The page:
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Farver provides a look at List's present and future

Jane E. Farver, director of the List Visual Arts Center, presented a talk and slide show on "The List Visual Arts Center and its Programs" as part of the the Women's League annual Focus on the Arts.

Mrs. Rebecca M. Vest, honorary chair of the Women's League, welcomed the group to the President's House at the February 8 event. Ellen Shapiro, the League's program chair, introduced Ms. Farver, who joined the List Center in fall 1999.

Ms. Farver noted that the general challenge she faced as director of the List is how to "deal with the impact of new technology on our lives. The mainstream art world and the technologically based art world have been very different entities. But with the new generation of artists, this is changing. At the List Center, we hope to have artists who can speak both the languages of art and the language of science and technology as they explore challenging art-making in all media."

Ms. Farver described the history of the List Center (which turns 50 this year), its current exhibitions and projects, and its goals for the near future, including planned outreach programs. Using slides, Ms. Farver guided the group around MIT's outdoor sculpture collection and successful collaborations between artists and architecture, of which the Wiesner Building is an example.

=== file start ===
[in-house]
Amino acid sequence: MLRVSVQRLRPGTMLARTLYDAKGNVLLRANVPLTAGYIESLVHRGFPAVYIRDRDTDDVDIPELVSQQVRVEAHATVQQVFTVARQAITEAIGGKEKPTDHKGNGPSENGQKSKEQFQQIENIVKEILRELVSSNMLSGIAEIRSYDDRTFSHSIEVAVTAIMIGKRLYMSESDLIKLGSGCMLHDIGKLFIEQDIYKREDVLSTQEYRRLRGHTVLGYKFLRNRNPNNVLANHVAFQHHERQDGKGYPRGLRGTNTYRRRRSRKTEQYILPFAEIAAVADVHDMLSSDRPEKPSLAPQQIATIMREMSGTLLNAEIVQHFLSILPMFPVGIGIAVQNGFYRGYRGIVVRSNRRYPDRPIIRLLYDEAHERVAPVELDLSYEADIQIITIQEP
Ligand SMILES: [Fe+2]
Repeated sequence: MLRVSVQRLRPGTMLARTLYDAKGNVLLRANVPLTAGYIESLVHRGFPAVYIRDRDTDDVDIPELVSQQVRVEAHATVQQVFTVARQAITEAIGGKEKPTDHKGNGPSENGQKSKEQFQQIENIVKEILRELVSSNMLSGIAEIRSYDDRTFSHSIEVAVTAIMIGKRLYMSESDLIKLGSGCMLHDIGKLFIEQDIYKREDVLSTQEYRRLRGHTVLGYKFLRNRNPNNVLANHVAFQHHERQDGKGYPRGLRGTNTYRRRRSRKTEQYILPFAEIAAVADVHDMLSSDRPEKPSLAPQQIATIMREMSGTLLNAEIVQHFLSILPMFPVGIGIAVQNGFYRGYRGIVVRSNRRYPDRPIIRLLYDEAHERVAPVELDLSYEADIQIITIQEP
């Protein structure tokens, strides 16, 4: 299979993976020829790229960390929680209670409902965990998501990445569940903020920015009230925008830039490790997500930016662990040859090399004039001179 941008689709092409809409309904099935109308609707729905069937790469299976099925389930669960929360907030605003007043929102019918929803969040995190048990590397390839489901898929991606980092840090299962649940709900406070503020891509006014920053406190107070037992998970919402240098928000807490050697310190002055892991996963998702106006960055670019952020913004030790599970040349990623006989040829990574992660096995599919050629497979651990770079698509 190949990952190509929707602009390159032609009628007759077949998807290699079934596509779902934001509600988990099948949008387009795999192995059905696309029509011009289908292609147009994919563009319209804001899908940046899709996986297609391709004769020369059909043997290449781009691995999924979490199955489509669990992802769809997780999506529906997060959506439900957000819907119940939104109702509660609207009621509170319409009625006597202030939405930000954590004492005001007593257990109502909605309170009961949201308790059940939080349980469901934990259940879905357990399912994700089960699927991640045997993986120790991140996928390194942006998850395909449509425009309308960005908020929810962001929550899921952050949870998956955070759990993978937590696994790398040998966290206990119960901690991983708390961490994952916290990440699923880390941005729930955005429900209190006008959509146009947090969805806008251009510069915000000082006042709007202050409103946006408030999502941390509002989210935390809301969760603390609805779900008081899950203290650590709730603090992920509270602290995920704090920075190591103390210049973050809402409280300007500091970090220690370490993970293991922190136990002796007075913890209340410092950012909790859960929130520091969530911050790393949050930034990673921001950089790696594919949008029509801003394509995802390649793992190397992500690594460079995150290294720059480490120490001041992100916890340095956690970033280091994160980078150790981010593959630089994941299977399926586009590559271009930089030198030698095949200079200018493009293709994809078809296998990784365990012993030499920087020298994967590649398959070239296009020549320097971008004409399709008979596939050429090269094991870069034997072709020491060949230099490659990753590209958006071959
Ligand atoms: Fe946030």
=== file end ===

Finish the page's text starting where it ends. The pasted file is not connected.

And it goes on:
She also showed slides of work by artists who are now working with members of the MIT community on proposals for artworks for new buildings through MIT's Percent for Art Program, in which a percentage of the cost of a new building is set aside for art.

Matthew Ritchie, featured in this month's Vanity Fair, "works abstractly on walls and the floor. He has his own theory of the origin of the universe," said Ms. Farver, adding that his oceanic, colorful installations "contain a lot of two-minute stories that may be ideal for a web site or for MIT radio programming." Mr. Ritchie's work is being considered for the new athletic facility.

Dan Graham, an artist who works with mirrors and pavilion-like structures, has met with MIT students and has learned they want "something meditative -- a garden space," near their residence, she said.

Ms. Farver also presented slides of Andrea Zitell's "compressed spaces," which resemble bunkbeds and entertainment centers that interlock to form handy, if angular, hardwood nests, and indicated that Ms. Zitell has also worked with gardens and outdoor public spaces.

A version of this article appeared in MIT Tech Talk on February 16, 2000.

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